25 May A Quick Overview: How to Surf
So, you want to learn how to surf? Well, this is not a comprehensive list. Nor in anyway a replacement for getting out there yourself and putting time in. However, if you’re just learning how to surf, here are some things to think about…
Traditionally when we think about surfing, the ocean comes to mind. However, surfing is now taking place in rivers, in lakes, as well as man-made wave pools. Whatever the environment, know your limits and ask others about the conditions. You’re safety is the most important since you will be handling heavy equipment in moving water. If you’re just beginning, it’s wise to ask locals about what surf spot is best for beginners. Stay away from rocky areas, reef breaks, and the crowded, local breaks. Take note of the weather, rip currents, and wave size.
The bigger the board the more stable it’s going to be. Typically that means it’s going to be easier to catch the wave. The smaller the board, the more maneuverable it’s going to be. This means it will be easier to control the board to do tricks and turns. A soft top board is a good place to begin surfing at it’s just that – softer than the fiberglass boards which can be dangerous when flying toward you.
Depending on where you are surfing, you might need a wetsuit to stay warm. The thicker the wetsuit, the warmer you’ll be (also, the more difficult it will be to move!) so choose properly. Remember, the zipper goes in the back.
Goofy vs. Regular
Goofy means right foot forward. Regular means left foot forward. A way to determine whether you’re goofy or regular is to pretend you’re going to run and slide across a frozen puddle… which foot would feel the most comfortable in front? The leash or leg rope goes on the back foot.
Catching a Wave
In order to surf, you must first find a catch to ride. If you are just starting off, it’s important to understand how it feels to have the wave carry you. Attempt to ride the white water on your belly towards the beach before attempting to stand up. Then once you’re comfortable, try to paddle for the wave before the water water reaches you.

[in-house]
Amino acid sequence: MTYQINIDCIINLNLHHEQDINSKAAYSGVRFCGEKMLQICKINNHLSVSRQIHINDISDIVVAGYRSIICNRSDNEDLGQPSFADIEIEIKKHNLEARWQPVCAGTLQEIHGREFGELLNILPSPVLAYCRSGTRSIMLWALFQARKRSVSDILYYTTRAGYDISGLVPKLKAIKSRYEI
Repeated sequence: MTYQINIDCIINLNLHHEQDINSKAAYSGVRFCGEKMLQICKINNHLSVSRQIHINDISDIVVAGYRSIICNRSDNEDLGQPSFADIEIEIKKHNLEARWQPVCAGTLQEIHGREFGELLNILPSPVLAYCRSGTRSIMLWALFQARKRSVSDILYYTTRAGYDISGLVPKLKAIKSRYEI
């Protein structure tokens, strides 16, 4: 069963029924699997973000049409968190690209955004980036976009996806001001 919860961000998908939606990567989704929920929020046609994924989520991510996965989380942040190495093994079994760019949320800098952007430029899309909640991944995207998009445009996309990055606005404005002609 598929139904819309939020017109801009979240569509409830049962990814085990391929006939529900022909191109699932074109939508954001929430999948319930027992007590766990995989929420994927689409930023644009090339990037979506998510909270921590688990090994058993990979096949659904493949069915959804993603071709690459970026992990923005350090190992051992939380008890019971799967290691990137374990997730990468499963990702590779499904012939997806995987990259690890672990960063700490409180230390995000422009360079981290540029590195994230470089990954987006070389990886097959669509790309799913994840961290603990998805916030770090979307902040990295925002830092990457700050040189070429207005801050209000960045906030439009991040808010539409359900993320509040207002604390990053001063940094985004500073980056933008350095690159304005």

Before standing on the board, master your “pop-up” on the beach. Lay on your board and get into the push up position. Push up on the top of your board and get into the surfer position with your knees bent in an athletic stance. Don’t look down at your feet or board, keep your gaze straight looking at the beach.
The ocean is for everyone. It’s a playground. Show respect when in the playground. Someone already standing on the wave has the right of way. It’s your responsibility to get out of the way. You should be in control of your board at all times. If someone is surfing toward you, choose to paddle toward the whitewash, instead of in front of the surfer on the wave. Look for signs at your local beach outlining etiquette.
Another thing to note is Localism. This means that the locals of a break often take priority to visitors. Be respectful to the local surfers, be sure to give off good vibes in the water and try to make a friend!
The golden rule of surfing is to have fun! Don’t get frustrated if you can’t stand up or ride a wave your first try. It’s take practice and persistence and soon enough with these basic tips, you will be riding a wave in no time! Good luck!